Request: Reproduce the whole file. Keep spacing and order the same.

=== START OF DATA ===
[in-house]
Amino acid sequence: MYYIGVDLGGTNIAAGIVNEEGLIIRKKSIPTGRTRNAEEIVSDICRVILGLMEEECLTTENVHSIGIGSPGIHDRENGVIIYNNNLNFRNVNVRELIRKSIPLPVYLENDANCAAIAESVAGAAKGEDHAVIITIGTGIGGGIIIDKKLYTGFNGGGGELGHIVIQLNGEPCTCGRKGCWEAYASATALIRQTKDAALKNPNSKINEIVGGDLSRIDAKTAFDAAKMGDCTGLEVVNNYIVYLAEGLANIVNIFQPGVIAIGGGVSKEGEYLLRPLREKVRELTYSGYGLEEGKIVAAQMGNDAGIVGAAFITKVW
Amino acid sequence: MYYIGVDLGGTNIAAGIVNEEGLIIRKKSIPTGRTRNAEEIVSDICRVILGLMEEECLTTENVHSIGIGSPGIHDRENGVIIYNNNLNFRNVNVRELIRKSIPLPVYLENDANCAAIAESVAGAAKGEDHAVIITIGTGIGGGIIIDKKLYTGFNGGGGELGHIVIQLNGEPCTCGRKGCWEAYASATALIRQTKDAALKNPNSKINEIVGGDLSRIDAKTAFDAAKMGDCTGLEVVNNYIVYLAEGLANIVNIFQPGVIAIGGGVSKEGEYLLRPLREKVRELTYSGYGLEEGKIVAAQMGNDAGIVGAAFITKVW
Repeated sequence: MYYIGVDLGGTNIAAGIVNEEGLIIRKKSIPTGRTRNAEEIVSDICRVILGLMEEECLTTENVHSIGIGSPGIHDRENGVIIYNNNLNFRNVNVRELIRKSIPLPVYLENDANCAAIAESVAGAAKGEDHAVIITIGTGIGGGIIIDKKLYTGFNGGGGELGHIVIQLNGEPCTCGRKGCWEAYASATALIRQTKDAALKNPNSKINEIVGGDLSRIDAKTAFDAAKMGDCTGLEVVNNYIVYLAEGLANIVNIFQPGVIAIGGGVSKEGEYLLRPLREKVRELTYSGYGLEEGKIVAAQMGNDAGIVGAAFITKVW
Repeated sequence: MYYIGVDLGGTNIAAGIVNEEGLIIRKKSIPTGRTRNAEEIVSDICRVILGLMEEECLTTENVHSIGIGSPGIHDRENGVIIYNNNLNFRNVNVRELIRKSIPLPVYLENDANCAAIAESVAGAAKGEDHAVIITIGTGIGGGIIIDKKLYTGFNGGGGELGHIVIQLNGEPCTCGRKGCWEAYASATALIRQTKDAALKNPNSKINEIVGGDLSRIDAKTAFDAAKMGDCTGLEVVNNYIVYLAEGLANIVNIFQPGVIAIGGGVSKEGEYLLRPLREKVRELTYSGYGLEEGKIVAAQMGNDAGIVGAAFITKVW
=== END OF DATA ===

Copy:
[in-house]
Amino acid sequence: MYYIGVDLGGTNIAAGIVNEEGLIIRKKSIPTGRTRNAEEIVSDICRVILGLMEEECLTTENVHSIGIGSPGIHDRENGVIIYNNNLNFRNVNVRELIRKSIPLPVYLENDANCAAIAESVAGAAKGEDHAVIITIGTGIGGGIIIDKKLYTGFNGGGGELGHIVIQLNGEPCTCGRKGCWEAYASATALIRQTKDAALKNPNSKINEIVGGDLSRIDAKTAFDAAKMGDCTGLEVVNNYIVYLAEGLANIVNIFQPGVIAIGGGVSKEGEYLLRPLREKVRELTYSGYGLEEGKIVAAQMGNDAGIVGAAFITKVW
Amino acid sequence: MYYIGVDLGGTNIAAGIVNEEGLIIRKKSIPTGRTRNAEEIVSDICRVILGLMEEECLTTENVHSIGIGSPGIHDRENGVIIYNNNLNFRNVNVRELIRKSIPLPVYLENDANCAAIAESVAGAAKGEDHAVIITIGTGIGGGIIIDKKLYTGFNGGGGELGHIVIQLNGEPCTCGRKGCWEAYASATALIRQTKDAALKNPNSKINEIVGGDLSRIDAKTAFDAAKMGDCTGLEVVNNYIVYLAEGLANIVNIFQPGVIAIGGGVSKEGEYLLRPLREKVRELTYSGYGLEEGKIVAAQMGNDAGIVGAAFITKVW
Repeated sequence: MYYIGVDLGGTNIAAGIVNEEGLIIRKKSIPTGRTRNAEEIVSDICRVILGLMEEECLTTENVHSIGIGSPGIHDRENGVIIYNNNLNFRNVNVRELIRKSIPLPVYLENDANCAAIAESVAGAAKGEDHAVIITIGTGIGGGIIIDKKLYTGFNGGGGELGHIVIQLNGEPCTCGRKGCWEAYASATALIRQTKDAALKNPNSKINEIVGGDLSRIDAKTAFDAAKMGDCTGLEVVNNYIVYLAEGLANIVNIFQPGVIAIGGGVSKEGEYLLRPLREKVRELTYSGYGLEEGKIVAAQMGNDAGIVGAAFITKVW
Repeated sequence: MYYIGVDLGGTNIAAGIVNEEGLIIRKKSIPTGRTRNAEEIVSDICRVILGLMEEECLTTENVHSIGIGSPGIHDRENGVIIYNNNLNFRNVNVRELIRKSIPLPVYLENDANCAAIAESVAGAAKGEDHAVIITIGTGIGGGIIIDKKLYTGFNGGGGELGHIVIQLNGEPCTCGRKGCWEAYASATALIRQTKDAALKNPNSKINEIVGGDLSRIDAKTAFDAAKMGDCTGLEVVNNYIVYLAEGLANIVNIFQPGVIAIGGGVSKEGEYLLRPLREKVRELTYSGYGLEEGKIVAAQMGNDAGIVGAAFITKVW